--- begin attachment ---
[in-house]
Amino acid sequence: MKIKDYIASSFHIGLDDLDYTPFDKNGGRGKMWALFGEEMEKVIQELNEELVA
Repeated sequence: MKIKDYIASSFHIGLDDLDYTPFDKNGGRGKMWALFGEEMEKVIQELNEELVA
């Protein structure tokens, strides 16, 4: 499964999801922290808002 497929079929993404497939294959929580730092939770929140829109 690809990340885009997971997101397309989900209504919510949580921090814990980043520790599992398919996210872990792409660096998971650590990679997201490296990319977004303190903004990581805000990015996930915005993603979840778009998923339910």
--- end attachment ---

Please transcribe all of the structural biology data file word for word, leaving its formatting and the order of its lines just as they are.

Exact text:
[in-house]
Amino acid sequence: MKIKDYIASSFHIGLDDLDYTPFDKNGGRGKMWALFGEEMEKVIQELNEELVA
Repeated sequence: MKIKDYIASSFHIGLDDLDYTPFDKNGGRGKMWALFGEEMEKVIQELNEELVA
């Protein structure tokens, strides 16, 4: 499964999801922290808002 497929079929993404497939294959929580730092939770929140829109 690809990340885009997971997101397309989900209504919510949580921090814990980043520790599992398919996210872990792409660096998971650590990679997201490296990319977004303190903004990581805000990015996930915005993603979840778009998923339910």